And he will get to run that campaign in a limited number of states. Looking back at 2008, Obama soundly defeated McCain 365 to 173, for a 192-vote electoral college margin. Obama won the electorate in order of age, with the strongest margins among 18 to 24 year old voters, and the highest share of the youth (66%) vote going back to 1972, as well as the highest share of women voters (56%) over the same timeframe.
The other group where Obama outperformed compared to recent electoral history was his winning of the moderate vote, with 60%, the highest share for either party over this same timeframe. And this is where Romney has intended to take the fight.
A moderate governor from a blue state, this was going to be Romney’s battle plan and battleground. And it still will be.
His focus will be on a handful of states, with few surprises, that could comprise a path to the 96 votes that Romney needs to win. He has to win back traditionally red states Indiana and North Carolina, as well as Virginia. Then he has to add Colorado and Nevada or New Mexico. Each of these states has sizable Mormon populations, a significant Tea Party presence, and were strongly contested in statewide races in 2010. And then there are Florida and Ohio, notorious battleground states that were each won by Obama by 200,000 votes four years ago.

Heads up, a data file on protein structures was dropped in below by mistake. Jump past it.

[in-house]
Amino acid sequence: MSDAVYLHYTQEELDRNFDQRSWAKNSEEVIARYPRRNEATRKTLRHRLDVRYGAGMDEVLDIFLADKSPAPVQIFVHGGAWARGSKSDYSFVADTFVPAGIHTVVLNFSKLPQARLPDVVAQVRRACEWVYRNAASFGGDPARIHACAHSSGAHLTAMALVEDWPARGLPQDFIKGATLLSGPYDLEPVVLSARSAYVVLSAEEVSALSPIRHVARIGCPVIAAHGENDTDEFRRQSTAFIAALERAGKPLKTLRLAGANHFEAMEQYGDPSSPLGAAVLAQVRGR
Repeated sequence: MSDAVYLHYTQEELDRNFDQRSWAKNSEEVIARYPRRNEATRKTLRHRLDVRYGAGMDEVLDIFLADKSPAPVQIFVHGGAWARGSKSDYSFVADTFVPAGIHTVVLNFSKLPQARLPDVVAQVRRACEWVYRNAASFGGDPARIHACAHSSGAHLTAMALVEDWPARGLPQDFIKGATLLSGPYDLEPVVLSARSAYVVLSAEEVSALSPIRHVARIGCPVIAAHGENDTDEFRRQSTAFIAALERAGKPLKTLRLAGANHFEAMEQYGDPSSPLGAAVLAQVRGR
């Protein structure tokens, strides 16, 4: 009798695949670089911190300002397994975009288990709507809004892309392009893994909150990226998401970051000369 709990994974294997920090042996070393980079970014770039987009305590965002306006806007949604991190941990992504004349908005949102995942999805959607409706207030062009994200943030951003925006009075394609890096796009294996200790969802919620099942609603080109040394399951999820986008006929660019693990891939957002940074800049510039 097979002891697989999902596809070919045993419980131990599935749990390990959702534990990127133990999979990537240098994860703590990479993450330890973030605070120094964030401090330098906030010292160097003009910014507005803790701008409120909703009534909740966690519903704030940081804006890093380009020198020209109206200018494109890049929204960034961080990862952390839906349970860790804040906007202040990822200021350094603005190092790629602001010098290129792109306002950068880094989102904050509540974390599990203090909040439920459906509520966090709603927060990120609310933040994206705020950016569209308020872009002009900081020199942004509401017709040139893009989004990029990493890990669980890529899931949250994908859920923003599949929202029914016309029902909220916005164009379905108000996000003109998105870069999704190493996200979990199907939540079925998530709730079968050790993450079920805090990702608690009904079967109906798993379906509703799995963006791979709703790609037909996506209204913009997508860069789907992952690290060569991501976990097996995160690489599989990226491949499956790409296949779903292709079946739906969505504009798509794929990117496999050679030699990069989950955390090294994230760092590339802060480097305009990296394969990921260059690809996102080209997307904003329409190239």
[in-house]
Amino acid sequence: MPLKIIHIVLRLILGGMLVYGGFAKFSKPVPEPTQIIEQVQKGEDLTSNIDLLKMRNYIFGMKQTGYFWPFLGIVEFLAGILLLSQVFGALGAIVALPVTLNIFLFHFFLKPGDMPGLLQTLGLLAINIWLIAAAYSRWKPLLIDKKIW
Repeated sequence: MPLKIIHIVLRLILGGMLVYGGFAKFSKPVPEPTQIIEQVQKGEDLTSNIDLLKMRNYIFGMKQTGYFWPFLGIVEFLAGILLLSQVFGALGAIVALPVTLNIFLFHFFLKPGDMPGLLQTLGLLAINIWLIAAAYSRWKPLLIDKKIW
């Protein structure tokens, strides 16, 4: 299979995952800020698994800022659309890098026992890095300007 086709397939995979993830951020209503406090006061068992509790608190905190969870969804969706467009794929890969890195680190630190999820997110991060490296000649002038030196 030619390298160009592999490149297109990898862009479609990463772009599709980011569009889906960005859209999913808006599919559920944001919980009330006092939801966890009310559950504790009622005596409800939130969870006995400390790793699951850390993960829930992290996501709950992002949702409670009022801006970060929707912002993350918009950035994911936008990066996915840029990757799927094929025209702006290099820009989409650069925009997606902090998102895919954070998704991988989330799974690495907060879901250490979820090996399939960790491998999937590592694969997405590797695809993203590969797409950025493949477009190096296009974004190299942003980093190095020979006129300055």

That would be a reasonable strategy looking at the electoral path to winning those 96 votes. Romney can lose Florida as long as he wins Pennsylvania. And he should win Pennsylvania if he wins Ohio. Hard to imagine he wins Ohio and Pennsylvania and loses Virginia. And he simply cannot count on Florida, even though Obama's margin was thinner in Florida than Ohio or Virginia, both because of Republican punting of Latino voters, and just because it is... Florida.
Obama will be well-served to focus on women, as the Republican gender gap—already wide—has only been exacerbated. While Rush Limbaugh has long set the direction of Republican national strategy, his is a rhetoric best kept to true believers.
The challenge for Romney will be to craft a positive message that charts and alternative direction for the country. His stump speeches lack either philosophical or policy vision. Instead, he is defining himself purely against the President—a political vesion of Professor Quincy Adams Wagstaff, Groucho Marx’ eloquent character in Horsefeathers: Whatever the President say, whatever the President does, Romney is against it.
For his part, the President’s reelection may yet rest on factors beyond his control. He has doubled down on claims that we are out of the economic woods, yet that remains a tenuous claim. And then there is Iran. Supreme Leader Ali Khamenei may yet meddle in our elections, and for all the debates over Obamacare, the President’s reelection may yet be influenced as much by issues of war and peace as by individual mandates and the commerce clause.